Chain reaction: how far a little kindness can go

After being hit with the sudden loss of his 17-year-old daughter, Darrell Scott decided to speak up and draw attention to the need of a kinder and more compassionate nation. Rachel Joy Scott was the first person killed in the Columbine High School tragedy on 20 April 1999, where 12 students and one teacher were murdered

Rachel Scott’s family chose to keep her memory alive by creating a chain reaction to spread kindness

Each day hundreds of thousand of students around the world avoid going to school out of fear of being bullied, teased and harassed. Bullying can leave a permanent mark in the victim’s heart, and sometimes the consequences of it are irreversible. The Columbine tragedy is a clear example of how this mental aggression can lead to school violence. The kids responsible for the shooting had allegedly been victims of bullying for four years. And their reaction to it resulted in the devastation of many families.

Despite this, one father from Colorado (US) was determined to turn the story of tragic deaths into a mission for change. That is how Rachel’s Challenge was created. Together with wife Sandy Scott – Rachel’s stepmom – Darrell realised Rachel’s personal writings and drawings not only had an impact on her friends and classmates but also resonated with students around the world.

Although Rachel was a typical teenager who even wrote about her “ups and downs,” she had a passion and conviction that she would someday change the world. The Scott family knew her story and passion had to be told to inspire others to make the world a better place.

“Rachel left a legacy of reaching out to those who were different, who were picked on by others, or who were new at her school. Shortly before her death she wrote in her diary: ‘I have this theory that if one person can go out of their way to show compassion, then it will start a chain reaction of the same. People will never know how far a little kindness can go’,” says Darrell.

Rachel’s Challenge has the mission to inspire, equip and empower every person to create a permanent positive culture change in their school, business and community by starting a chain reaction of kindness and compassion.

“The tragedy at Columbine is an important part of Rachel’s story but we choose to focus on her life more than her death. We want the world to know that positive things have sprung from this event as well. Now more than ever, it is important for people to know that hope can come out of challenge and adversity. There are many circumstances in this world over which we have no control. Rachel’s Challenge is something we can all do – help change the world by starting a chain reaction of kindness. It’s free, it’s easy and it’s empowering to realize that one person can make a difference.”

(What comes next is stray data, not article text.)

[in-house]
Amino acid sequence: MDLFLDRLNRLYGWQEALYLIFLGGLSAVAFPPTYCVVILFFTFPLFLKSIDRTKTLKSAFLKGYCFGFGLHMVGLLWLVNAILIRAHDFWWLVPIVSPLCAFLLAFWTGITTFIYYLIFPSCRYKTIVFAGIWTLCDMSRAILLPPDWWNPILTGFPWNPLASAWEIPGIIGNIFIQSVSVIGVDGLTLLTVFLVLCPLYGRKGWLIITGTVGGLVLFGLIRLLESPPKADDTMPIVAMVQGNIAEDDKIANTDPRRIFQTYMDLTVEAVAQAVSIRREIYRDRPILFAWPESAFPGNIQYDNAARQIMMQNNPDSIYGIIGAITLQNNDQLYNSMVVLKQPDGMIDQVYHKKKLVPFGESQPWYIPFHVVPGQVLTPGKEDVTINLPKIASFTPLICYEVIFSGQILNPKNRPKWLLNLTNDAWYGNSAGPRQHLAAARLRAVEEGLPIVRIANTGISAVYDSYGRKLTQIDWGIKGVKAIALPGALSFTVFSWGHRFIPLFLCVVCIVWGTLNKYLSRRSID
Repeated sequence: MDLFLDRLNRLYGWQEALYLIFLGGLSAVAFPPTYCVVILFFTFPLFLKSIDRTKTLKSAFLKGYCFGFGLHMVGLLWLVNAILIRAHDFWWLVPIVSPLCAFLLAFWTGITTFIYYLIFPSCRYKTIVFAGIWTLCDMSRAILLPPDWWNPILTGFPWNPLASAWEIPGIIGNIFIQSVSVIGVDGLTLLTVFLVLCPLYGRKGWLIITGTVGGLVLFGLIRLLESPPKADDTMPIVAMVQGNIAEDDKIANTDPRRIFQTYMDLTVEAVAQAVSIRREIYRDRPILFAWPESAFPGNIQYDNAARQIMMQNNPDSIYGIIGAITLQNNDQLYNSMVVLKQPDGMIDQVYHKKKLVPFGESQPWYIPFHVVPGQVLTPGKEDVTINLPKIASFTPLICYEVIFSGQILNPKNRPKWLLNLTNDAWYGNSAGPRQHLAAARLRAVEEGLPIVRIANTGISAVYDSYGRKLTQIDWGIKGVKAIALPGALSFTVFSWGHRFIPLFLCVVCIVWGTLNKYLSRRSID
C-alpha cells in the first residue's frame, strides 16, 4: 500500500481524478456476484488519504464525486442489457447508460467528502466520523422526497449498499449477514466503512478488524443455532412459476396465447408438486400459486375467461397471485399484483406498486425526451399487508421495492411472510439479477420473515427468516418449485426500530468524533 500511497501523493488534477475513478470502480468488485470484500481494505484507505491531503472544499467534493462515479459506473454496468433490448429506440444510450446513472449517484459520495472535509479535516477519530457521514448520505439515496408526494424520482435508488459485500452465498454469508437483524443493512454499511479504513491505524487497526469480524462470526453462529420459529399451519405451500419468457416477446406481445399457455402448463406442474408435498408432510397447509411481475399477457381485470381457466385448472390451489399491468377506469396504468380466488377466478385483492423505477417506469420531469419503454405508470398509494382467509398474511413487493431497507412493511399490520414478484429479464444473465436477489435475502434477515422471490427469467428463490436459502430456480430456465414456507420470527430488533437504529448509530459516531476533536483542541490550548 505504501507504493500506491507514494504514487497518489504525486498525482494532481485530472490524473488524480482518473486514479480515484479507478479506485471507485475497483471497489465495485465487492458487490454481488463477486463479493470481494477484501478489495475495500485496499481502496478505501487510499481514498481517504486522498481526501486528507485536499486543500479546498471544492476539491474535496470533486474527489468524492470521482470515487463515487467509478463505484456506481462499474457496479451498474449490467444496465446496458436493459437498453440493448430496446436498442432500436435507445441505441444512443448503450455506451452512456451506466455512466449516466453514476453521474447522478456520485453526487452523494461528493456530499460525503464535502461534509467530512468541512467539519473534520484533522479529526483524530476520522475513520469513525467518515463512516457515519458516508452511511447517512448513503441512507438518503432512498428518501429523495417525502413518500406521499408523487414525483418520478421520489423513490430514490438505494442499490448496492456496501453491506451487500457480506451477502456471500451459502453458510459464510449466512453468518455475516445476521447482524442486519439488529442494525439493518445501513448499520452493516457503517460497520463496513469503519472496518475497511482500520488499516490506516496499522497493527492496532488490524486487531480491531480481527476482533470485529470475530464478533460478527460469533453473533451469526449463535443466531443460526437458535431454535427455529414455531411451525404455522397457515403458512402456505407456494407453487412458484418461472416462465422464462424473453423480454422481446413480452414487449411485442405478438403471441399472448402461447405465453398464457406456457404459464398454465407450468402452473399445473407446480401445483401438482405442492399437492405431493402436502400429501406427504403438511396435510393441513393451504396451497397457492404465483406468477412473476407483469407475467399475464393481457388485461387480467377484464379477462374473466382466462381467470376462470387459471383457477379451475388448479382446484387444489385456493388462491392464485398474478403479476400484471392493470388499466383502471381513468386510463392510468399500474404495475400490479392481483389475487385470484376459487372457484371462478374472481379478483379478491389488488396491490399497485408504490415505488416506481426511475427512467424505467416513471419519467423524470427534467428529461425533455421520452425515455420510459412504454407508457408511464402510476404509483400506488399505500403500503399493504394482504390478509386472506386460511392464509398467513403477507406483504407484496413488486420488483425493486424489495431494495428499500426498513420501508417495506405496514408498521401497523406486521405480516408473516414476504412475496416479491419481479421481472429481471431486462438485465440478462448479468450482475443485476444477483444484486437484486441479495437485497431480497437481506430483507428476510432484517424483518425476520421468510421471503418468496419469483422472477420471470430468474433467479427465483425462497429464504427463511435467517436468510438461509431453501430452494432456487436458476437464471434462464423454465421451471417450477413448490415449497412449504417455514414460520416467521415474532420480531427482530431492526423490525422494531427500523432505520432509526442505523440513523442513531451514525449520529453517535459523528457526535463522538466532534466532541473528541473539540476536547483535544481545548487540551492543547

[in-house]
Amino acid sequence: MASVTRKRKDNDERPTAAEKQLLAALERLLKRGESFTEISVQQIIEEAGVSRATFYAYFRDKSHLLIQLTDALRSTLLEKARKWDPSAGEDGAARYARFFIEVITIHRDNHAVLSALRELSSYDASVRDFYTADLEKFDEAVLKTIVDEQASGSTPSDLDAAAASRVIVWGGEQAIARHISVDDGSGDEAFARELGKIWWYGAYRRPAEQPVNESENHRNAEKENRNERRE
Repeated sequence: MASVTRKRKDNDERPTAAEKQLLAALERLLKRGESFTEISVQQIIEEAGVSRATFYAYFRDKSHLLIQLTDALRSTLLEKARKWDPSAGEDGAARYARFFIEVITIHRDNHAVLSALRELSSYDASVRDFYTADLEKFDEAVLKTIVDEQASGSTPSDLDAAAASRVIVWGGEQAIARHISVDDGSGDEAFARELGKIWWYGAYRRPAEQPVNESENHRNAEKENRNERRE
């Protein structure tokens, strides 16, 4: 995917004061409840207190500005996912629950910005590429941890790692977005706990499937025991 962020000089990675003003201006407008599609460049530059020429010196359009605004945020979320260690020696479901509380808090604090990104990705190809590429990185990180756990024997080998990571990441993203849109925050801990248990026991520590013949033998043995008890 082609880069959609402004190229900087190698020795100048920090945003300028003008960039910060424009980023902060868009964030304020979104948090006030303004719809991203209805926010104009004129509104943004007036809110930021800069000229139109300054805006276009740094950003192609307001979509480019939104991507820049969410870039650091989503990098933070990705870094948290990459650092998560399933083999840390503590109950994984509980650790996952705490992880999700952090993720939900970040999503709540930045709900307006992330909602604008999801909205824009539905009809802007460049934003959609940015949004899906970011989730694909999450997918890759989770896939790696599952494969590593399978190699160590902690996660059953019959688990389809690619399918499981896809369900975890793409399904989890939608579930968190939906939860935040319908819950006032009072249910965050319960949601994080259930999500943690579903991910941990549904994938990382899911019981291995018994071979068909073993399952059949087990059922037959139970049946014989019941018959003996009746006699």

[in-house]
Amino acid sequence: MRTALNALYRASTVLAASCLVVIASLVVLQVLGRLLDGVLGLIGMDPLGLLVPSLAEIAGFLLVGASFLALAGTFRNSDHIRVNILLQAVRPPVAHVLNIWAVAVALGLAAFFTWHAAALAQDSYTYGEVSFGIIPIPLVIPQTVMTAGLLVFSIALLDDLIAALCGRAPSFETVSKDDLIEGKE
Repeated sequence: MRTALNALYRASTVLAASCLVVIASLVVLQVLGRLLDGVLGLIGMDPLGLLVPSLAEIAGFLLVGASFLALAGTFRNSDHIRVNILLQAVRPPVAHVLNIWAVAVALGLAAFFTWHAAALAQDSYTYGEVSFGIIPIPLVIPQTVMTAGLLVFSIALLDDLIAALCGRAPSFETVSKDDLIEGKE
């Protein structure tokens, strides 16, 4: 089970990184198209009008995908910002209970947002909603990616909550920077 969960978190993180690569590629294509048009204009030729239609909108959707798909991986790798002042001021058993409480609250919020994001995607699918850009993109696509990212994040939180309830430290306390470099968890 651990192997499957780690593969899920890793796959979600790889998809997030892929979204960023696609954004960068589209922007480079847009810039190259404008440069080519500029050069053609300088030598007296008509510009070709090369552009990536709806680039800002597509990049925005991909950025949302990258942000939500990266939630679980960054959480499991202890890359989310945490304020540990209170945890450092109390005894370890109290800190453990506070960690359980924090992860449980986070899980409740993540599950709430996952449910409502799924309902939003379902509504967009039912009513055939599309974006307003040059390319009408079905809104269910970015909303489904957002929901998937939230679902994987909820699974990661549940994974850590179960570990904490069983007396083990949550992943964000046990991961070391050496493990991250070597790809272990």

Darrell also points out that Rachel’s Challenge honours every family impacted by the events of Columbine.

The chain reaction by Rachel’s Challenge

At School:

  • Provide students with social/emotional education that is both colour blind and culturally relevant.
  • Train adults to inspire, equip and empower students to affect permanent positive change.
  • Create a safe learning environment for all students by re-establishing civility and delivering proactive anecdotes to school violence and bullying.
  • Improve academic achievement by engaging students’ hearts, heads and hands in the learning process.

At Work:

  • Create an environment of kindness and compassion within the business setting.
  • Empower and equip individuals through training with the ability to make a difference in their place of work.
  • Inspire and motivate individuals to start a chain reaction of kindness and compassion.
  • Impact the corporation’s bottom-line results (people, profits and revenue).

Leave a Reply

Your email address will not be published. Required fields are marked *

You may use these HTML tags and attributes: <a href="" title=""> <abbr title=""> <acronym title=""> <b> <blockquote cite=""> <cite> <code> <del datetime=""> <em> <i> <q cite=""> <strike> <strong>